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SNLS Essay Prize

Submissions for the SNLS Early-Career Essay Prize 2018 are now invited.

All PhD students and post-doctoral researchers up to two years after their viva by the deadline (who are SNLS members) are eligible to submit an essay of up to 7,000 words (e.g. part of a chapter or a draft of an article or a written version of a conference paper) by 1 October 2018 (as an email attachment to Gesine Manuwald). The word count includes footnotes, but excludes title, bibliography and any appendixes (which, however, should not be longer than the text of the essay). The name of the author, their affiliation and their role (e.g. final-year PhD student) as well as the word count should be indicated on the title page. Candidates can enter in every year in which they are eligible, but they may not submit the same essay twice.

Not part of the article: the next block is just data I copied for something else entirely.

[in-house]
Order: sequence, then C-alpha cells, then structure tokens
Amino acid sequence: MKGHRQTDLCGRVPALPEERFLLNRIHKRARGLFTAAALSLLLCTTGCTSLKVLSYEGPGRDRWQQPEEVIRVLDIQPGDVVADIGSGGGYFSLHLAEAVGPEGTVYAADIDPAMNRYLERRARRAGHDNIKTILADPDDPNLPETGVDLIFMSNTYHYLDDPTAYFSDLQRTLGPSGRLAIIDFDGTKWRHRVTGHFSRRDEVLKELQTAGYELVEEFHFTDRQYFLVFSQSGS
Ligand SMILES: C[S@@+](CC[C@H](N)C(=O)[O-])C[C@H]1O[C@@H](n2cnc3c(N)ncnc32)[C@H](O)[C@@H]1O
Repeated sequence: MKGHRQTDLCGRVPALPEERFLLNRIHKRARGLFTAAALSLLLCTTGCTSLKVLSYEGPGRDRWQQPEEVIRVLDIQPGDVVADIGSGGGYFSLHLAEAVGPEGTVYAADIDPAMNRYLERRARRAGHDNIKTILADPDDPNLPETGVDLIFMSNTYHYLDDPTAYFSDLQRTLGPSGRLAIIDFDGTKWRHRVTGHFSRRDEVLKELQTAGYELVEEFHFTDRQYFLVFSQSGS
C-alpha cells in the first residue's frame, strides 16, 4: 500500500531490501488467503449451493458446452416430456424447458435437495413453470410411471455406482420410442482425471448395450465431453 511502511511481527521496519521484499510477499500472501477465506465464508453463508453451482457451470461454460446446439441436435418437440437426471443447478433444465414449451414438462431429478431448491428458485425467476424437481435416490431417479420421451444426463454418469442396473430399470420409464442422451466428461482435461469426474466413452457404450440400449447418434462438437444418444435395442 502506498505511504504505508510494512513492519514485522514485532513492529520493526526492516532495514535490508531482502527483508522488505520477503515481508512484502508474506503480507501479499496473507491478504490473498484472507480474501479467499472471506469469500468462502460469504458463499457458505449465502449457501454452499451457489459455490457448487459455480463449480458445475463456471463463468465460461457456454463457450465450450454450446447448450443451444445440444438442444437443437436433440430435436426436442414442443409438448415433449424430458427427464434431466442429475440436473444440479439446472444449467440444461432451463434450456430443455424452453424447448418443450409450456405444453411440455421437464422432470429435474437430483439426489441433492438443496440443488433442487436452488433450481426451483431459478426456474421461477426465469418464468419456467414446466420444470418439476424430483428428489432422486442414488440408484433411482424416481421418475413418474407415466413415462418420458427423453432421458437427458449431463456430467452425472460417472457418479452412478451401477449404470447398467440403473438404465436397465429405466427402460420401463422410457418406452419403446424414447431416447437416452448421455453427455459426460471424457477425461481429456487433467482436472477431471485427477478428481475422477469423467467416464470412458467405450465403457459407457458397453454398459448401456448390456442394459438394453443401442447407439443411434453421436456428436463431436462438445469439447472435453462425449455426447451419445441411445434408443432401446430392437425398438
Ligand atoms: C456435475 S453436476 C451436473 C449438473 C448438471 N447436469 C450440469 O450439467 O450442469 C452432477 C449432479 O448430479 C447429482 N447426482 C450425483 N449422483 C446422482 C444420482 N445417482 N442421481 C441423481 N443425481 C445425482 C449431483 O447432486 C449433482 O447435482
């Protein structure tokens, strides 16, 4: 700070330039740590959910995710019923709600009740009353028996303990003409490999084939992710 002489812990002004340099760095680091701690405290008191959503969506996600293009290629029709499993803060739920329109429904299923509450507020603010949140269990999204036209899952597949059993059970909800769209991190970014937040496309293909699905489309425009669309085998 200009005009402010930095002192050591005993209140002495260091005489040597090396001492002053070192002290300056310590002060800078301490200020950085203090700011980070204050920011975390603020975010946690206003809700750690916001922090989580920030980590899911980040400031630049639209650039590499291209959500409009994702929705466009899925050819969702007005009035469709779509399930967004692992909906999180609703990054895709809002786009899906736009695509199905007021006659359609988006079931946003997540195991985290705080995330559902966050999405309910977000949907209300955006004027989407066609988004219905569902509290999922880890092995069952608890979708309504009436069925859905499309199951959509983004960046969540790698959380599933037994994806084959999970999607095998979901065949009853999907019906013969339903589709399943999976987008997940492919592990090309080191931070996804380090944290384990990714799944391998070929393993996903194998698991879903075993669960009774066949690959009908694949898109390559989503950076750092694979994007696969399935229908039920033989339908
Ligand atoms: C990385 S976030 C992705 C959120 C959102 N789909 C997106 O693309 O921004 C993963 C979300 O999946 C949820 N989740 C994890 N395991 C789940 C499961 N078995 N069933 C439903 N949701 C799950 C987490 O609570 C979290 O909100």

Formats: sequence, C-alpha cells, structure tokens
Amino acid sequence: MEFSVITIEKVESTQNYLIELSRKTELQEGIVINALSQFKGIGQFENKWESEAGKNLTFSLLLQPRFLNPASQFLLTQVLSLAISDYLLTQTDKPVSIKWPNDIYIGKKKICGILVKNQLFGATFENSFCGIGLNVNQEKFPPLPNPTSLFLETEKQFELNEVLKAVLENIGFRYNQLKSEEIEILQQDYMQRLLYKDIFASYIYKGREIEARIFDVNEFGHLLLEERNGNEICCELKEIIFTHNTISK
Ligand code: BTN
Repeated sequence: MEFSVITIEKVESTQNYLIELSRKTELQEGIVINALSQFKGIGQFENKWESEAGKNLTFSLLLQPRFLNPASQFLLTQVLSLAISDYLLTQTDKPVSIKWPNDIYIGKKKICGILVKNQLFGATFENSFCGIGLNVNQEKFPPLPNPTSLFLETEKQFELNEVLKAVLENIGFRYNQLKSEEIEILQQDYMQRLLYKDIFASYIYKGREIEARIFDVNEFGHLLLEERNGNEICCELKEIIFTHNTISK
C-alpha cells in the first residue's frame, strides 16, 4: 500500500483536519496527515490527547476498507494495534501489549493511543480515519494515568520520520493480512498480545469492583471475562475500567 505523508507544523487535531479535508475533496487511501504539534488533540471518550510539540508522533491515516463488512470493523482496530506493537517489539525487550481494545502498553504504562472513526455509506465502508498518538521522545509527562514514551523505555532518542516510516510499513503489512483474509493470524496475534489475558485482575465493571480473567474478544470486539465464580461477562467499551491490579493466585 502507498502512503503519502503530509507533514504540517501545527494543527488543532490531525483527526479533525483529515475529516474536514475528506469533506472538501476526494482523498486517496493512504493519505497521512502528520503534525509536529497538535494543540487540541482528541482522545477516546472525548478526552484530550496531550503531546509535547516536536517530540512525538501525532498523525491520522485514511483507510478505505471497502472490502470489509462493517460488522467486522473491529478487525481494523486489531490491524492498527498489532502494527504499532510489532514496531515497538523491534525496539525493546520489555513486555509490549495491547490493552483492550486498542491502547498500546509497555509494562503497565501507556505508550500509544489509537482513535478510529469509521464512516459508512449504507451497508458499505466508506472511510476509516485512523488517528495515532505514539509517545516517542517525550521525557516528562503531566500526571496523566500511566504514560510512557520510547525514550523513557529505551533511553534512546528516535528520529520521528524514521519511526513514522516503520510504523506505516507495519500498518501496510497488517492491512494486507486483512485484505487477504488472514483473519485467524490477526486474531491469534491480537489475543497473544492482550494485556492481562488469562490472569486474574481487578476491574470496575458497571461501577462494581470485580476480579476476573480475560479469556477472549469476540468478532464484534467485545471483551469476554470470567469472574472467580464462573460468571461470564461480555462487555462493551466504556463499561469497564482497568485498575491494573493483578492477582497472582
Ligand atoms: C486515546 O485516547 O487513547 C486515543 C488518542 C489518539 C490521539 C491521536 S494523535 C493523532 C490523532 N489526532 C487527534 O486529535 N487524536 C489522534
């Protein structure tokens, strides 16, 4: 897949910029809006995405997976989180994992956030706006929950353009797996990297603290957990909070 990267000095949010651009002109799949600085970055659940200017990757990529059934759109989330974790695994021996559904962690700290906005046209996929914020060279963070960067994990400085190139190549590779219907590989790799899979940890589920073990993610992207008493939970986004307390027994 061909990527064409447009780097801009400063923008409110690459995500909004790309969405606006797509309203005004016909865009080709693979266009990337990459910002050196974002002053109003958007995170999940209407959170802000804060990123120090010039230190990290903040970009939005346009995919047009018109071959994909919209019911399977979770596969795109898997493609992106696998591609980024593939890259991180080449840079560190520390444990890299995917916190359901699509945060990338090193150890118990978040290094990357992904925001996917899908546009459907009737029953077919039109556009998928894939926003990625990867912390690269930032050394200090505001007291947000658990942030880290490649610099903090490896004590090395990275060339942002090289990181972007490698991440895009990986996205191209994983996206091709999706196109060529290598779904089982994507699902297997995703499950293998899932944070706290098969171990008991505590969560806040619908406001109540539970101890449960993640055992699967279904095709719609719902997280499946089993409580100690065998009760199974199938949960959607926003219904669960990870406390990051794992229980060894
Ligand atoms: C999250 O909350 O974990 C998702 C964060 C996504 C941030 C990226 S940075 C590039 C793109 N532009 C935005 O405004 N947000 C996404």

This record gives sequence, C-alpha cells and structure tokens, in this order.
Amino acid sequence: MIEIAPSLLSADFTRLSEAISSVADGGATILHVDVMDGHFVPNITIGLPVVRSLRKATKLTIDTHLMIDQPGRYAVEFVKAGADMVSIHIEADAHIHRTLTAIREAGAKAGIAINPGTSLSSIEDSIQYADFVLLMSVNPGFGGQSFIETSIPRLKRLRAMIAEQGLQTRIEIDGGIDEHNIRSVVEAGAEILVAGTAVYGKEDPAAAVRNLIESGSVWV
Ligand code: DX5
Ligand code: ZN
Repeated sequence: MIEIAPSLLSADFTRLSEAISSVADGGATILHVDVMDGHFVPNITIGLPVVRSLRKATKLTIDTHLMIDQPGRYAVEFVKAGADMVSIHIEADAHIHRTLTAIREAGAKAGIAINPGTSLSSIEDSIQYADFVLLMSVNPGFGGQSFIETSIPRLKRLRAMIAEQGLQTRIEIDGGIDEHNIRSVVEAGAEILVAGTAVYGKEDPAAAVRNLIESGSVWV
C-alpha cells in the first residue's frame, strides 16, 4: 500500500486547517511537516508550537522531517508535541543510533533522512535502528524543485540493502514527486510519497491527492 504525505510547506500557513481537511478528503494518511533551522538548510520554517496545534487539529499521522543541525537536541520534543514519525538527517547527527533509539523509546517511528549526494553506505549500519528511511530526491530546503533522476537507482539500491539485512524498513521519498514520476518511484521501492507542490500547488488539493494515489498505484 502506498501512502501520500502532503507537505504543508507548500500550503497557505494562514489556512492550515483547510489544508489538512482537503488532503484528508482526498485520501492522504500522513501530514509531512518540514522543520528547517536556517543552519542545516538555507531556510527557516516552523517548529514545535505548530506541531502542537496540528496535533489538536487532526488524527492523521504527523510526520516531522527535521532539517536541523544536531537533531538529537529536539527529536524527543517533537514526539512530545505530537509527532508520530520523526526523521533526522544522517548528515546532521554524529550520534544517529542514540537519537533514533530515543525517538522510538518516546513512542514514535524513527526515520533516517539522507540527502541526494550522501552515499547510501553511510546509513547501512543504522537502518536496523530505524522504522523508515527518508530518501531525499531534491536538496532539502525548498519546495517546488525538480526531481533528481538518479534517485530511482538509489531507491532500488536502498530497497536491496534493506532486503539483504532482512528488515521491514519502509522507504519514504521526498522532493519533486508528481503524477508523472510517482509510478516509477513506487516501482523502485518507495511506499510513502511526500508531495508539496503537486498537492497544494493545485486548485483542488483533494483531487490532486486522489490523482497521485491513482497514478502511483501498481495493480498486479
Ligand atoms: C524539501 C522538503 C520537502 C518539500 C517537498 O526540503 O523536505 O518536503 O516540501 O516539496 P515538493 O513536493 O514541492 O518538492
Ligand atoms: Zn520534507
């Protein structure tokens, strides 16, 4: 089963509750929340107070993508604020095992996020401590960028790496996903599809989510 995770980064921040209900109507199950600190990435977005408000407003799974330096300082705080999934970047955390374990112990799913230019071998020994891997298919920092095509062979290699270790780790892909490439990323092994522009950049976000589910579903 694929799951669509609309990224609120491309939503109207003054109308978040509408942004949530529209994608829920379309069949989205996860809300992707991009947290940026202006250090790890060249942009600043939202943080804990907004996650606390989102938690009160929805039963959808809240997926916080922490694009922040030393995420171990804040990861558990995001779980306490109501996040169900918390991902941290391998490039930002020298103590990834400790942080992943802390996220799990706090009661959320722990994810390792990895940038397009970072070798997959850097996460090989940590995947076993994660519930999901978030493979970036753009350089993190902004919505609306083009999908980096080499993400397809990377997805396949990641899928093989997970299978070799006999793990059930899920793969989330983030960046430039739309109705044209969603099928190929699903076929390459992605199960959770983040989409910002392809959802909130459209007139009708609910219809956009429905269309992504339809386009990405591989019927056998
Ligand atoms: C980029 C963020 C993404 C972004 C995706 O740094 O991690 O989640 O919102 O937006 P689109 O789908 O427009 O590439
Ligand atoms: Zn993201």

SNLS is particularly looking for contributions discussing less well-known Neo-Latin texts and providing close reading of these and / or discussions of context at a high scholarly level in terms of both contents and presentation. All submissions will be judged by members of the Executive Committee, who may ask other experts to join them. Candidates will be informed of the outcome by email within a month of the submission date. The winner will be announced officially at the AGM in November and will receive a certificate, a small financial award and publication advice if required.


  • The 2017 SNLS Early-Career Essay Prize was awarded to Bianca Facchini, for her essay, 'In Praise of a Martial Lord: Porcelio Pandone's Feltria Between Panegyric and Scepticism'.
  • The 2016 SNLS Early-Career Essay Prize was awarded to Caroline Spearing, for her essay, 'Tangled Thickets and Sacred Groves. Virgil and Lucan in Book 6 of Abraham Cowley’s Plantarum Libri Sex (1668)'.
  • The inaugural SNLS Early-Career Essay Prize (2015) was awarded to Bernhard Schirg (Freie Universität Berlin). His prize-winning essay entitled ‘The rebel residing in Cortese’s ideal palace. Splendor and magnificence in Cardinal Bernardino de Carvajal's (1456–1523) residence in the (lost) Palazzo Millini’ will be published in the Journal of the Courtauld and Warburg Institutes.